How much should one expect to pay for an education? How much should a society invest in producing educated citizens? One might put it differently: How much does a lack of citizens’ education cost a society?
Earlier this month, Lower Saxony became the final state in Germany to do away with all public university tuition, making education from infancy to a Ph.D. free for all German citizens – and even for non-citizens living there. Germany thus joins Norway and Sweden in providing tuition-free education. In fact, considering that students in these countries also receive generous stipends, reductions in travel expenses, etc., the reality is that they are being paid to get an education, rather than the other way around.
Of course, no lunch is truly free. Eventually, German students will have to pay back their “free tuition” in the form of high taxes. However, because income taxes are progressive, the burden of paying for “free” education is borne mostly by those with high incomes – by and large, the people who have benefited from the subsidization of their own education in past years. This contrasts with the American system of higher education, in which today’s new graduates typically carry huge burdens of debt even before their careers have really started.
Israel lies somewhere in between the Nordic free-education model and the American model. While tuition is by no means free in Israel, the cost of first and second degrees, even from the country’s best universities, is within the reach of most students; and a vocational degree is even more affordable. In addition, recently-discharged soldiers are granted special stipends, while scholarships are available for academic achievement. At the same time, most students will need to work part time while studying, and many put off university until they’ve saved for a year or more to afford the expenses.
The fact that education in Israel today is not free is a departure from most of Jewish history. In fact, universal education was first instituted in Israel at the end of the Second Temple period. While education among most nations was confined to a priestly caste, the Jewish People was commanded to become “a nation of priests.”
The original decision to institute universal education (often attributed to Rabbi Yehoshua ben Gamla, but apparently instituted in fact by Rabbi Simeon ben Shetach) was in response to the domination of the educational scene by the Sadducees, allied with an increasingly insular priesthood. The ensuing battle for hearts and minds led to the establishment of universal education for all (male) children – an innovation that was to shape Jewish life from then on. The rabbinical authorities at the time were well aware that concentration of authority was not only against the whole ethos of the Torah, but was also suicidal for a people without the surety of material sovereignty. Only by diffusing authority and responsibility for survival outward to every member of the people could the nation survive.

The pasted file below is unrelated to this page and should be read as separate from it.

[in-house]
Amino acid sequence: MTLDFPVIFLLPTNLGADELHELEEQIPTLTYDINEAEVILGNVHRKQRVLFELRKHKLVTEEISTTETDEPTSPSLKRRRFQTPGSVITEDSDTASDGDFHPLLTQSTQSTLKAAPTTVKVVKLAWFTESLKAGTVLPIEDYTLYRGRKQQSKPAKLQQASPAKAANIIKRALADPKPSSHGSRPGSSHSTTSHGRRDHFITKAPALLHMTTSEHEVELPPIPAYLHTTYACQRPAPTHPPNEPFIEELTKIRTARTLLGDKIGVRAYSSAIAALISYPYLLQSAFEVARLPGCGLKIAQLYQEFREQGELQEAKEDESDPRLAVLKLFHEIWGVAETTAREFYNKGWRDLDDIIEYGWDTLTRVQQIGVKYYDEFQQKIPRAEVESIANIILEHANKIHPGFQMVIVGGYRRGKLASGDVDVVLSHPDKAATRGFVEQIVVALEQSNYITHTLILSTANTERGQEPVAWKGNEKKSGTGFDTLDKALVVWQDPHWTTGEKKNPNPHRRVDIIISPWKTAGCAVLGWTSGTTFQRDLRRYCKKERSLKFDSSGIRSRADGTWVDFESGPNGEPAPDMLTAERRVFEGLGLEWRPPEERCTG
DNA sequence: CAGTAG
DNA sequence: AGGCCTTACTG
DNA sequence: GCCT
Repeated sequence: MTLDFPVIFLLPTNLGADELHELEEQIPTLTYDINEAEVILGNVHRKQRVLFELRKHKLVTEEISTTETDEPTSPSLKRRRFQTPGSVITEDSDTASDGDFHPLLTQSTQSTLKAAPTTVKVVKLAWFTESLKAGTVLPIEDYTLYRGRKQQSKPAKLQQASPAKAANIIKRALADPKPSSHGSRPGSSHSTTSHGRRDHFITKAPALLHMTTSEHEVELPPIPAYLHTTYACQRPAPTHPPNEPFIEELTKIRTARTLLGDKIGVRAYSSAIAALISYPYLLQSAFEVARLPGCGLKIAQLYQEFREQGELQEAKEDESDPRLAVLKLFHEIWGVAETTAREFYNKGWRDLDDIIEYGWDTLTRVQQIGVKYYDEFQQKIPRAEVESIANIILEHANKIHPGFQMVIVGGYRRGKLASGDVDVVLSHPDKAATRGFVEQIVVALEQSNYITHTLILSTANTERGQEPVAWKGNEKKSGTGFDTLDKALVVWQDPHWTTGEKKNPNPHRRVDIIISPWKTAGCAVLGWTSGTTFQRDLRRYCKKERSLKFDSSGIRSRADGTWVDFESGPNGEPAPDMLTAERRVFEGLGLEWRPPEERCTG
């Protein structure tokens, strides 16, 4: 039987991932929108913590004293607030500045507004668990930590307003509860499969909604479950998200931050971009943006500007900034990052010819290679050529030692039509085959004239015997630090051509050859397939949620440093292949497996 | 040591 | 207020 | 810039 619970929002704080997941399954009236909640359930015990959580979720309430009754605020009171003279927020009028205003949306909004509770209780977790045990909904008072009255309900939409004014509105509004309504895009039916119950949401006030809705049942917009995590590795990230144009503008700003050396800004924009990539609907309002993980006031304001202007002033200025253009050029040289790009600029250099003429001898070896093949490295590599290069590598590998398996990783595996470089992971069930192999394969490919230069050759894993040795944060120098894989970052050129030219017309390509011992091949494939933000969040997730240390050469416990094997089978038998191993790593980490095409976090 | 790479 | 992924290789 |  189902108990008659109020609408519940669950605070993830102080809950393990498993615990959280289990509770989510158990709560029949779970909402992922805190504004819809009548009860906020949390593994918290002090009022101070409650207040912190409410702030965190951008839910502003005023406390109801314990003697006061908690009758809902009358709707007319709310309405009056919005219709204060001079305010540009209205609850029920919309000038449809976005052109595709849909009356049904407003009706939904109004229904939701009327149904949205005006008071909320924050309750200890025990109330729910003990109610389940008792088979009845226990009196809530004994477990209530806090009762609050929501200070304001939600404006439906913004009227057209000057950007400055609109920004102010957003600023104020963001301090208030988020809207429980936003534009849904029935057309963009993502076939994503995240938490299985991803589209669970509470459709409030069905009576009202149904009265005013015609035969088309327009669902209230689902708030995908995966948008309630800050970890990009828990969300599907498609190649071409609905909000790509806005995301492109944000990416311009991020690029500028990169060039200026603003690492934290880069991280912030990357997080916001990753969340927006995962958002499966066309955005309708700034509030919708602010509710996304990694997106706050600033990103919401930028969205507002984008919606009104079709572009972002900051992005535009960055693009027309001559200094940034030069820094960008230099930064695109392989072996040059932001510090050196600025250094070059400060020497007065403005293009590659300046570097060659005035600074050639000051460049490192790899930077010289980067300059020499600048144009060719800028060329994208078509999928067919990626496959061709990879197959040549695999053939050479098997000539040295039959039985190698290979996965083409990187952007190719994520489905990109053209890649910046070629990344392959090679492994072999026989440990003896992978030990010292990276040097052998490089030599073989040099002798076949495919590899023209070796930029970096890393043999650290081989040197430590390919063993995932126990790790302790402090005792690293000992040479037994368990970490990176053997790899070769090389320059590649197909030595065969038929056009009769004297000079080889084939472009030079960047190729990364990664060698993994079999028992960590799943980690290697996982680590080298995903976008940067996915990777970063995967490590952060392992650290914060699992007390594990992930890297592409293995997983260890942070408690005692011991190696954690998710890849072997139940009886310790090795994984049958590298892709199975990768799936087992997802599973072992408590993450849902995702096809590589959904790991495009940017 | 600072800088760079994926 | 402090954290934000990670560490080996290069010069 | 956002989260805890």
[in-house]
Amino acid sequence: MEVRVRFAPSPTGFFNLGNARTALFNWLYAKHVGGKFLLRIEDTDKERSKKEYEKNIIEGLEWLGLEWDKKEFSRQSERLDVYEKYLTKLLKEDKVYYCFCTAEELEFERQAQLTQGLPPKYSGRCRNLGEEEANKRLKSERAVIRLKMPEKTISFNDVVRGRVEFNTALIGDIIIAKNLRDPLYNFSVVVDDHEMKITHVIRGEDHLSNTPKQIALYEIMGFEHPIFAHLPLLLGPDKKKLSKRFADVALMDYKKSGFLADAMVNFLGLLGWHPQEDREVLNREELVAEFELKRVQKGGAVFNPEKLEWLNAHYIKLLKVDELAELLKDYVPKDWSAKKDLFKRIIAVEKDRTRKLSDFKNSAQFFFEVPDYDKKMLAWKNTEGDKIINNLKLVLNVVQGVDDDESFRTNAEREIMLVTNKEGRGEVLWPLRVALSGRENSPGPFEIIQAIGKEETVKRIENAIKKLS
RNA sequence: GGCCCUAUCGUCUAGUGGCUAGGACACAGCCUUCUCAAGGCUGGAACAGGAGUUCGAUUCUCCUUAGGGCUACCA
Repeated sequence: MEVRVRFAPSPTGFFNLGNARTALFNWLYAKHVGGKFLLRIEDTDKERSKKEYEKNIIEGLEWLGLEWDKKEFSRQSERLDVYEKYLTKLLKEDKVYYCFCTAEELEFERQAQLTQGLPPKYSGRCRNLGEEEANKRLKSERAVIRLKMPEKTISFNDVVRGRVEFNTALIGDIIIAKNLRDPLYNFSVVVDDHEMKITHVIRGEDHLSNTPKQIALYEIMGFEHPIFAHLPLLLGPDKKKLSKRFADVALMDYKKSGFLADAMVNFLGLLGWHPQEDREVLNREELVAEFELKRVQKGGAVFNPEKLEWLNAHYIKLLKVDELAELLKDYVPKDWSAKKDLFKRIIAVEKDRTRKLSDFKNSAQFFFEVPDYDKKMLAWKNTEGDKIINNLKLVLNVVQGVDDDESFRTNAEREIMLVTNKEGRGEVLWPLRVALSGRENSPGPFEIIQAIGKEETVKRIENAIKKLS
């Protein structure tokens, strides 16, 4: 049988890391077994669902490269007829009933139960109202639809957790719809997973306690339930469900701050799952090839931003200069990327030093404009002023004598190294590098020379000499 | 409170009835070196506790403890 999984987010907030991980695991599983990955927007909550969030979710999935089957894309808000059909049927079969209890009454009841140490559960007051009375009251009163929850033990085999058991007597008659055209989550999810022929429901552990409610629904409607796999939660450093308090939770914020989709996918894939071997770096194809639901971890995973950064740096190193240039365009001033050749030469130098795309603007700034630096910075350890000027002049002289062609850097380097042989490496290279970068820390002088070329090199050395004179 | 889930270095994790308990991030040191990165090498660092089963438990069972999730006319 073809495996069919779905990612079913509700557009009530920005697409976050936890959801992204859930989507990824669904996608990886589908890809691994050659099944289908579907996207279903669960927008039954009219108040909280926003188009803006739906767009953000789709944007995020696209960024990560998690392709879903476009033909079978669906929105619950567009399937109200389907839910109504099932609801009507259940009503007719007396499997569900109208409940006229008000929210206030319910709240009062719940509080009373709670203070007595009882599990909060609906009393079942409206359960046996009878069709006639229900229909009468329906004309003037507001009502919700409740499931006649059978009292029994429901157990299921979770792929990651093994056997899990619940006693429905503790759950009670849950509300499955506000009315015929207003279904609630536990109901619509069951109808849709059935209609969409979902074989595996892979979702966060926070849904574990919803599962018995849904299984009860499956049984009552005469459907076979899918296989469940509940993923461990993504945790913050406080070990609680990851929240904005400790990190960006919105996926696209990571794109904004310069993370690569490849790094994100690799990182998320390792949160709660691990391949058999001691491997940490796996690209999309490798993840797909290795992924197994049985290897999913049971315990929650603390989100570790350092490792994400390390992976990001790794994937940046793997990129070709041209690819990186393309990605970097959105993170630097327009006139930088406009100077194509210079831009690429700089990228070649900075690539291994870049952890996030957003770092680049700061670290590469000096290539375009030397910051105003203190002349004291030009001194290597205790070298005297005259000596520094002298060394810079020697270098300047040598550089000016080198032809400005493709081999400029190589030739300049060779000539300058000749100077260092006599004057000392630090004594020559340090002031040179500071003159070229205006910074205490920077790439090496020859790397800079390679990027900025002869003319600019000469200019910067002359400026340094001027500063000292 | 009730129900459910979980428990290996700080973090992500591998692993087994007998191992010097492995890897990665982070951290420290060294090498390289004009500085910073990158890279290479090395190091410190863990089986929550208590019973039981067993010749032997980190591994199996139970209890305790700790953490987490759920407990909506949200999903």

This investment in universal education has paid off. In a 2007 article in Commentary Magazine, Charles Murray speculated that the shift from a religion of ritual to one of study placed considerable selective pressure on Jews to become highly literate; those who did not have the intellectual capacity to do so simply assimilated out over time, leaving the more capable to reproduce the next generation of the Jewish people. In other words, Jewish culture self-selected for academic achievement, and became more intellectually challenging over time, which, in a feedback loop, further selected for academic capability. Murray states, "No other religion made so many intellectual demands upon the whole body of its believers."
I believe there is an important lesson in all this. What was true for Jewish society throughout its history is now becoming true for mankind as a whole. The world is an increasingly complicated place, and pressure for literacy and numeracy has been augmented by the need for technical acumen. The world at large has become similar to the Jewish self-created environment of “perpetual study.”
What does this mean in practice? It means that the traditional Jewish emphasis on education throughout a person’s life is now a model for success in the information age. Jewish men had to reach a high level of literary and logical mastery to be “successful Jews.” Today, individuals of all cultures have to reach a comparable level just to succeed in an increasingly complicated world.
And so the Jewish cultural model of community support of universal education is being adopted in other countries – not because they necessarily love all things Jewish, but simply because what helped us survive is now necessary for them to thrive.
After a career in security and intelligence, Yael Shahar now divides her time between researching trends in asymmetric conflict and learning Talmud. She is the author of “A Damaged Mirror: A story of memory and redemption,” recently published by Kasva Press, and a sought-after public speaker. Her writing on Jewish education and philosophy can be found at www.damaged-mirror.com.
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